NOTE: An Updated Version of this story is available here (Updated December 2018)
By Michael Tetreault, Editor
LAST UPDATED: JAN. 14, 2015 – We recently asked Concierge Medicine Today and Direct Primary Care Journal physicians, ‘How Did You Finance Your Concierge or DPC Medical Practice?’ The majority of physicians told us that they paid for the start-up costs associated with changing their business model to a private-pay model with Personal Assets (savings, house, 401 K, etc). Followed closely behind were: ‘pick up shifts at an UC or ER’; Credit Union loan; revenue earned or saved from the current practice; Crowdsourcing (Kickstarter, Indiegogo, etc) and the selling of commerial or personal property. In no responses were credit cards used to finance start-up costs.
Although concierge medical clinics and direct primary care doctors offices are popping up across the country, some hopeful owners are still struggling to get financing, and this has many “docpreneurs” wondering how to go about getting the cash they need to either start or maintain their medical business.
These days, the application to secure a business loan is extensive and rigorous. According to a recent Pepperdine University survey, nearly two-thirds of privately held, small businesses said they were denied by banks when they applied for a loan. So many hopeful physicians have to get creative when it comes to raising money.
One of the most common questions physicians ask when exploring this private-pay medical marketplace for the first-time is ‘how much does it cost to transition my insurance-based medical practice to this new direct-pay or retainer-based business model?’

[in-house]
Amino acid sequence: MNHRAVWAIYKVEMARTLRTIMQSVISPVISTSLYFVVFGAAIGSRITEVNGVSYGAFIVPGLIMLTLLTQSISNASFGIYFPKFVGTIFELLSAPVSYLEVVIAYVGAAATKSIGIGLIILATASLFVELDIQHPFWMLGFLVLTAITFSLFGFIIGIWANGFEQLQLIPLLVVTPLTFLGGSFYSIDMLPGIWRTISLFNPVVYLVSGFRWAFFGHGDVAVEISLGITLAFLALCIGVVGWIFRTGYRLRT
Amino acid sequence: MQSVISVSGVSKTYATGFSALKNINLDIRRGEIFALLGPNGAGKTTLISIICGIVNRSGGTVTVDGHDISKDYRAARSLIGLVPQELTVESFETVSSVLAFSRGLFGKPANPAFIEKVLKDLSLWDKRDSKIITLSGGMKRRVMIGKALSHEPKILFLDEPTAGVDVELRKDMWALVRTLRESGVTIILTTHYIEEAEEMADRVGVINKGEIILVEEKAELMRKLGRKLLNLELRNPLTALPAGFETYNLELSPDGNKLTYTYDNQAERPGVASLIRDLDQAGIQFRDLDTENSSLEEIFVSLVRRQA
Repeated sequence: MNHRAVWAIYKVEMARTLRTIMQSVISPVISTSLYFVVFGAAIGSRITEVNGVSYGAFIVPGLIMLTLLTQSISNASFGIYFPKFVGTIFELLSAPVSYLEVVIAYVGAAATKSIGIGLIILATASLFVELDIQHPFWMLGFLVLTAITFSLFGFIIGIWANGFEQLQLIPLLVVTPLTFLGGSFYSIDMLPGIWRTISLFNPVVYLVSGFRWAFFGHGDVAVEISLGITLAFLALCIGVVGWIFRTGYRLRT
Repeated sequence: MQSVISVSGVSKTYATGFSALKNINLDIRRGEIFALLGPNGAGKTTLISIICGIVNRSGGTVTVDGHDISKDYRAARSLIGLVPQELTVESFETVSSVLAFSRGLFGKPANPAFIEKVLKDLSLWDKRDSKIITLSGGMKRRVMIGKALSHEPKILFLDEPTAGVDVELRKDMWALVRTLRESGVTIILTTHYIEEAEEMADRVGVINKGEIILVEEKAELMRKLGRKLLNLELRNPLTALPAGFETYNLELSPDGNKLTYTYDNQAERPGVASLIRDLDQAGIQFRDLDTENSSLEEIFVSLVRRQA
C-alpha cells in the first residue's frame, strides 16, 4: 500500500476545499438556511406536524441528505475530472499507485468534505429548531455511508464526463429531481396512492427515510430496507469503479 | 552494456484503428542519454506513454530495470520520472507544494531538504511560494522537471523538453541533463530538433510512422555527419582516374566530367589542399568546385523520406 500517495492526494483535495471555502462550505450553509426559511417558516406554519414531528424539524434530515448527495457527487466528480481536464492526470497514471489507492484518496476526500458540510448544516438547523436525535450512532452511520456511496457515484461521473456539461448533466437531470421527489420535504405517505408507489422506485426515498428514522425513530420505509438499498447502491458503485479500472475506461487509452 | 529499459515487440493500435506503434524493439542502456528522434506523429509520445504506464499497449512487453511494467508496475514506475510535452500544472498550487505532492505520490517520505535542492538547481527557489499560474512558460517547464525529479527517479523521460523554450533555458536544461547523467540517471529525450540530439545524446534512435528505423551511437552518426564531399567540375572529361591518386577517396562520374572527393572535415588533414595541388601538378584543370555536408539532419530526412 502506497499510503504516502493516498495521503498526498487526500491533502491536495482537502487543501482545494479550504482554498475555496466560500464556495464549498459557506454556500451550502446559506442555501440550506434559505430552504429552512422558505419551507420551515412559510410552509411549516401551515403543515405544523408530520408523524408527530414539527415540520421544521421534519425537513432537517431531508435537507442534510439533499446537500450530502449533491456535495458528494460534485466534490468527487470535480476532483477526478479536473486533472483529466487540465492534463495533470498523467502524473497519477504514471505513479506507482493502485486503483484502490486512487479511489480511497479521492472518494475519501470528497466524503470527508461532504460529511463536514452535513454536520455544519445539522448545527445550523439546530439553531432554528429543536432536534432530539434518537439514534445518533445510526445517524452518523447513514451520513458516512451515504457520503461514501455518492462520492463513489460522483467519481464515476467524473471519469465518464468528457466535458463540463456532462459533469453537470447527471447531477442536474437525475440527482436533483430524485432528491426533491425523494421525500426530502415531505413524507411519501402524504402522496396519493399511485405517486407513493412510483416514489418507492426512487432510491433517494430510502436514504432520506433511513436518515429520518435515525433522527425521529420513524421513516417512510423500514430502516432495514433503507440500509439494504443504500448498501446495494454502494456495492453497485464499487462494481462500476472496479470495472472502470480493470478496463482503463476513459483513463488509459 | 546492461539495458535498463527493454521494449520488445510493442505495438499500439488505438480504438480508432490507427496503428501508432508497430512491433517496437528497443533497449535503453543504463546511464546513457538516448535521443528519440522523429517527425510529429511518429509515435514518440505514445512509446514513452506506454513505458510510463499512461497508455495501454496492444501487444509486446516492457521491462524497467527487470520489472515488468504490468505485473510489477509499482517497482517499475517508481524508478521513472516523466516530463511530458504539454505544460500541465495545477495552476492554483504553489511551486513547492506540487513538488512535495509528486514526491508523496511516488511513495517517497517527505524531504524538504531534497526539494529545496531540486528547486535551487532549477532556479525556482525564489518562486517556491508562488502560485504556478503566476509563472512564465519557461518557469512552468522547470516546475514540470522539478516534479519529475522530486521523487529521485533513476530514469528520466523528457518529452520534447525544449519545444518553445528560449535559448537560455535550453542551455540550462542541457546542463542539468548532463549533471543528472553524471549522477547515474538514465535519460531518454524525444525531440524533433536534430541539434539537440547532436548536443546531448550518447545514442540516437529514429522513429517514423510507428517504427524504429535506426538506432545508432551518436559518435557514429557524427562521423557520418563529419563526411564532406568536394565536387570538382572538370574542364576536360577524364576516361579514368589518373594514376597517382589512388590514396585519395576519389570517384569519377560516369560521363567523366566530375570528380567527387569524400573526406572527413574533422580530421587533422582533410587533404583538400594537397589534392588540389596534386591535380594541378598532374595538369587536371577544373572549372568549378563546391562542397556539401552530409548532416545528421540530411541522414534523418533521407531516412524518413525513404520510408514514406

Franchise and consulting fees can move from five-figures and easily into the six figures. According to Concierge Medicine Today, they’ve found the average cost is between $150,000 – $250,000 over a period of two to five years and in some rare cases, even longer. Some consultants have even quoted figures less than $60,000. However, depending on your practice, it’s demographics, your bedside manner, patient surveys (very important), complexity of internal operations in a practice, a financial feasibility analysis, and many, many other variables, a concierge medicine or direct primary care (DPC) practice may or may not be the right option for you.
“Perhaps most important from a doctors perspective,” says industry consultant whose specialty is helping doctors enter into DPC, Mike Permenter, “is that a consulting company should typically furnish all of the capital required to start or modify your medical practice and assumes all risk for success of failure. Thus, the high fees. My fees are much different than the industry standard.”
As with most of the companies operating in the concierge medicine marketplace, a doctor (i.e. franchisee) will pay an ongoing periodic royalty fee. CMT has found this to be as low as 15% of each patient’s individual membership fee and in most cases, between 29% to 33% for a period of approximately 3 to 5 years. In some rare cases, up to 25% of your per patient fee for eight years has been reported to CMT by doctors considering a career in concierge medicine or DPC. These fees usually include continued support and training in advertising: marketing; sales; operational guidance; technology; legal; regulatory; financial and human resources consulting; and other services.